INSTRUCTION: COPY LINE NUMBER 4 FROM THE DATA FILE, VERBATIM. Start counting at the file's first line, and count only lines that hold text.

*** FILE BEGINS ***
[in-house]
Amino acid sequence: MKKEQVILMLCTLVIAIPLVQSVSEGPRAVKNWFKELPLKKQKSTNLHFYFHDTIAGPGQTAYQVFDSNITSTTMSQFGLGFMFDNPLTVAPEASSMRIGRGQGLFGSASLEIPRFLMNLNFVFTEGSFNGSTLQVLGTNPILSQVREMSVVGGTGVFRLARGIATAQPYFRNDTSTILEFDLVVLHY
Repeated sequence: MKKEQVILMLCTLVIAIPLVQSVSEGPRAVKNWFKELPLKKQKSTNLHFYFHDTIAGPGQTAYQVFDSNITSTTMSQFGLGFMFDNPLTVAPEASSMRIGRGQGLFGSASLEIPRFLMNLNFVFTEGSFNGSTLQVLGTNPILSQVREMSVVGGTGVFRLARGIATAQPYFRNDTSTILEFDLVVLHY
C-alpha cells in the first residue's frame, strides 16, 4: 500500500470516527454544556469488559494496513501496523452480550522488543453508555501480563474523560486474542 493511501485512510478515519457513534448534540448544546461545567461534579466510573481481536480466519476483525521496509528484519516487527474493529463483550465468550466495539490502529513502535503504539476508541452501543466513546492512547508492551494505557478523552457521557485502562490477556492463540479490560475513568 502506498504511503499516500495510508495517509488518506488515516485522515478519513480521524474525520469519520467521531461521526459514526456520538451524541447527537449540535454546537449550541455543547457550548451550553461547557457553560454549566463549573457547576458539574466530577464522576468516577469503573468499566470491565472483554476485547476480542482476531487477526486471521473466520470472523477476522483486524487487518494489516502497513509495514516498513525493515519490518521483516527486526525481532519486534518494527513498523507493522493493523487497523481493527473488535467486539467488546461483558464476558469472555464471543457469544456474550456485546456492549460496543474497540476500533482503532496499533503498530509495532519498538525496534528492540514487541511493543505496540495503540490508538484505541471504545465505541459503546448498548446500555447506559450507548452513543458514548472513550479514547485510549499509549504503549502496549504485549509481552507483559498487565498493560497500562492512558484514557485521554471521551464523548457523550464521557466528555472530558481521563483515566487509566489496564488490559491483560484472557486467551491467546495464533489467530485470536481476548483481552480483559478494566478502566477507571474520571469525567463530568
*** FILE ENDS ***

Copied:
C-alpha cells in the first residue's frame, strides 16, 4: 500500500470516527454544556469488559494496513501496523452480550522488543453508555501480563474523560486474542 493511501485512510478515519457513534448534540448544546461545567461534579466510573481481536480466519476483525521496509528484519516487527474493529463483550465468550466495539490502529513502535503504539476508541452501543466513546492512547508492551494505557478523552457521557485502562490477556492463540479490560475513568 502506498504511503499516500495510508495517509488518506488515516485522515478519513480521524474525520469519520467521531461521526459514526456520538451524541447527537449540535454546537449550541455543547457550548451550553461547557457553560454549566463549573457547576458539574466530577464522576468516577469503573468499566470491565472483554476485547476480542482476531487477526486471521473466520470472523477476522483486524487487518494489516502497513509495514516498513525493515519490518521483516527486526525481532519486534518494527513498523507493522493493523487497523481493527473488535467486539467488546461483558464476558469472555464471543457469544456474550456485546456492549460496543474497540476500533482503532496499533503498530509495532519498538525496534528492540514487541511493543505496540495503540490508538484505541471504545465505541459503546448498548446500555447506559450507548452513543458514548472513550479514547485510549499509549504503549502496549504485549509481552507483559498487565498493560497500562492512558484514557485521554471521551464523548457523550464521557466528555472530558481521563483515566487509566489496564488490559491483560484472557486467551491467546495464533489467530485470536481476548483481552480483559478494566478502566477507571474520571469525567463530568